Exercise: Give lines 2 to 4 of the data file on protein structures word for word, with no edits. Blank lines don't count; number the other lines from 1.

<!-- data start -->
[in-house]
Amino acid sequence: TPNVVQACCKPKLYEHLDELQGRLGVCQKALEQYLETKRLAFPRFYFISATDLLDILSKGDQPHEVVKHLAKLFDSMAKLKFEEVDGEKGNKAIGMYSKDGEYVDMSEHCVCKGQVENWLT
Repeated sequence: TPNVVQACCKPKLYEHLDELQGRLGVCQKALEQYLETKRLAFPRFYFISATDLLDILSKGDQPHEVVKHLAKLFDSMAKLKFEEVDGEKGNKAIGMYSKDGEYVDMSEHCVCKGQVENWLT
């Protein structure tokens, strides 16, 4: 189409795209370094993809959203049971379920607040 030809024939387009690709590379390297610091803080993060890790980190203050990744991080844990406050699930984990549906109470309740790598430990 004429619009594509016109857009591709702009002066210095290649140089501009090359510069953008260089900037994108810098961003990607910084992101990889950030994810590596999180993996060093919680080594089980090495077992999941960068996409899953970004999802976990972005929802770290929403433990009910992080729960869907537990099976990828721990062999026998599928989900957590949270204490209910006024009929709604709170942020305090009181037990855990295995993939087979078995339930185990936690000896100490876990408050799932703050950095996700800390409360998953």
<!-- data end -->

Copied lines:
Amino acid sequence: TPNVVQACCKPKLYEHLDELQGRLGVCQKALEQYLETKRLAFPRFYFISATDLLDILSKGDQPHEVVKHLAKLFDSMAKLKFEEVDGEKGNKAIGMYSKDGEYVDMSEHCVCKGQVENWLT
Repeated sequence: TPNVVQACCKPKLYEHLDELQGRLGVCQKALEQYLETKRLAFPRFYFISATDLLDILSKGDQPHEVVKHLAKLFDSMAKLKFEEVDGEKGNKAIGMYSKDGEYVDMSEHCVCKGQVENWLT
């Protein structure tokens, strides 16, 4: 189409795209370094993809959203049971379920607040 030809024939387009690709590379390297610091803080993060890790980190203050990744991080844990406050699930984990549906109470309740790598430990 004429619009594509016109857009591709702009002066210095290649140089501009090359510069953008260089900037994108810098961003990607910084992101990889950030994810590596999180993996060093919680080594089980090495077992999941960068996409899953970004999802976990972005929802770290929403433990009910992080729960869907537990099976990828721990062999026998599928989900957590949270204490209910006024009929709604709170942020305090009181037990855990295995993939087979078995339930185990936690000896100490876990408050799932703050950095996700800390409360998953």